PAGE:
We are launching a Crop Innovation Pipeline to assist with the translation of research into practical applications, with the first event taking place in Newcastle on 2nd-3rd May 2017. It is an opportunity for scientists from academia and industry and representatives from the farming community to discuss their ideas for the implementation of plant biology research into on-farm crop improvement strategies.

How is the work split between the different institutions? How is such a large-scale initiative managed?

Whilst there are many areas of shared expertise between the eight partner institutions, each also has its own areas of specialism within the agri-food arena. The strength of the N8 AgriFood Programme is in working collaboratively to identify complementary strengths and grow those areas in a synergistic way. In this way, we are collectively able to tackle research projects that would not be possible for a single university alone. Pump-priming funds are available at a local and strategic level to support this kick-starting of new multi-institution projects. The Programme itself is led out of the University of York, and each University has its own N8 AgriFood Chair in complementary areas across the Programme. Having both inward- and outward-facing roles, they work with the Knowledge Exchange Fellows and the Programme Lead for each theme to ensure activities at their own institute are connected with what is going on in the wider N8.

What does your work as a Knowledge Exchange Fellow entail?

As a Knowledge Exchange Fellow within the N8 AgriFood Programme, my initial contact with people usually begins with the question ‘What on earth does a Knowledge Exchange Fellow do?’ – and it can be quite difficult to answer! Although some form of knowledge transfer activity has been a defined output of research projects for some time now, knowledge exchange as an ongoing two-way dialogue between researchers and external stakeholders to enable a co-creation process has been less common until recently. Hence dedicated Knowledge Exchange Fellows with academic training are a relatively ‘new’, but growing, phenomenon.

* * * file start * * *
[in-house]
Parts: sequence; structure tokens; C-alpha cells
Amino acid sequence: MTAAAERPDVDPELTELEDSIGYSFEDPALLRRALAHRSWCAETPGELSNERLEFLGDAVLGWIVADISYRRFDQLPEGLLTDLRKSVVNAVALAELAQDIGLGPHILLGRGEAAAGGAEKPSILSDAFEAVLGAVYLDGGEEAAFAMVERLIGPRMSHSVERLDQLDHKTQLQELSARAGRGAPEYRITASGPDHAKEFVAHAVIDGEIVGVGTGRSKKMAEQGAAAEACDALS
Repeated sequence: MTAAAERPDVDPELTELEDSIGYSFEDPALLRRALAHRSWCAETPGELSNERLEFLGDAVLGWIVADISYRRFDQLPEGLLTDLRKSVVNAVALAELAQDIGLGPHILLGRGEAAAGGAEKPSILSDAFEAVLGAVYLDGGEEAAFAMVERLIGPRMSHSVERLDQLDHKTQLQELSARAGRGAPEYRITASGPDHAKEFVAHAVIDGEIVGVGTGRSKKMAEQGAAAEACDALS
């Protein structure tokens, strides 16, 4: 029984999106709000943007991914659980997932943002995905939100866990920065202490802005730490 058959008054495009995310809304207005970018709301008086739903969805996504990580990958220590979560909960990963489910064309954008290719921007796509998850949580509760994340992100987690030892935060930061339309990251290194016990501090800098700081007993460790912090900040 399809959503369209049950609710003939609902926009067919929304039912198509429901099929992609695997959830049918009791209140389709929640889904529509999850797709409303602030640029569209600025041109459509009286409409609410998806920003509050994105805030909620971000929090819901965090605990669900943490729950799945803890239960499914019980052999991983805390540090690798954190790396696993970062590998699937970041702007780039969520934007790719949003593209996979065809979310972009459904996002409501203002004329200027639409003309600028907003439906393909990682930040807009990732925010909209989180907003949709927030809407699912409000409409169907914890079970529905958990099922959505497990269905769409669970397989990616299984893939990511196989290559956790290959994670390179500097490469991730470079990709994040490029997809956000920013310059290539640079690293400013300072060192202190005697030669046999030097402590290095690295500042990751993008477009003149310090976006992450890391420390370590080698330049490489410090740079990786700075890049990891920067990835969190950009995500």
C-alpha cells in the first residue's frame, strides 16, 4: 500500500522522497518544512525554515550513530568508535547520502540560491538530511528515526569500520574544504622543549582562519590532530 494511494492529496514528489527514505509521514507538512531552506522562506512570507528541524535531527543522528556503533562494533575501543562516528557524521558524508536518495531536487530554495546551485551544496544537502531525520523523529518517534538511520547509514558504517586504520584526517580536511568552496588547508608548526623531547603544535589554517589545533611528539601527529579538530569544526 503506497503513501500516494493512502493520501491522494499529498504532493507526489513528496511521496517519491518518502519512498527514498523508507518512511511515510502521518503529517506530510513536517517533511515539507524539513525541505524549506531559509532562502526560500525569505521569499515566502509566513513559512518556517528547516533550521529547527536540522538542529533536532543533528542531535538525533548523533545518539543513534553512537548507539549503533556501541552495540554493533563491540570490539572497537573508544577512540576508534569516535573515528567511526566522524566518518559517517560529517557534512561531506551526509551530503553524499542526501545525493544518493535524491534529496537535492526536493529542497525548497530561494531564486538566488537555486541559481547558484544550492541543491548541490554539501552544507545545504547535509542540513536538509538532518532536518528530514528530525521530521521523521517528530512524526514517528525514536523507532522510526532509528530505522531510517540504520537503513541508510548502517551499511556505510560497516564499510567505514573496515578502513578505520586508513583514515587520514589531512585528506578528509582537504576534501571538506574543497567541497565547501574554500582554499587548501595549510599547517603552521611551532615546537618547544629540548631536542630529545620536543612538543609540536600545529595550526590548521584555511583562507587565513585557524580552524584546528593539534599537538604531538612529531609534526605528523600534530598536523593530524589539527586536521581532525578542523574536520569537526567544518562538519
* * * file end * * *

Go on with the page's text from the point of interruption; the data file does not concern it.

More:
My role is best described as acting as a bridge between the research community and non-academics with a vested interest in developing or using the findings of the research process. It is key to have a good understanding of the perspectives of all parties involved and be able to translate this into the appropriate language for a particular sector. Each of the N8 institutes has appointed Knowledge Exchange Fellow(s), and we work as a cohort to keep abreast of the latest developments in our fields in order to support the development of relationships and innovative projects. In such a huge undertaking, the phrase ‘there is strength in numbers’ is certainly apposite!

 

How does N8 AgriFood interact with companies?

N8 Agrifood engages with UK-based companies in many ways, including individual face-to-face meetings, attending and hosting networking events, participating in national exhibitions, and holding business-facing conferences. We also run a series of Industry Innovation Forums on various topics throughout the year. These provide a unique opportunity to discuss key challenges, identify problems and deliver new insights into innovation for agri-food, matching practical and technical industry challenges with the best research capabilities of the N8 universities.

 

How does N8 Agrifood interact with farmers?

As the engine of the agri-food industry, the views and collective experience of the farming community are vitally important in shaping the direction and content of the projects we develop. Co-hosting events with programs such as the ADAS Yield Enhancement Network (YEN), which involves over 100 farms, is one way that we connect with the sector. We are also working with agricultural societies to promote what we are doing and engage directly with their networks of farming members, e.g. the Yorkshire Agricultural Society’s Farmer Scientist Network. Last year we gave a series of seminars at the Great Yorkshire Show and are keen to encourage further collaboration with practicing farmers and growers across the UK.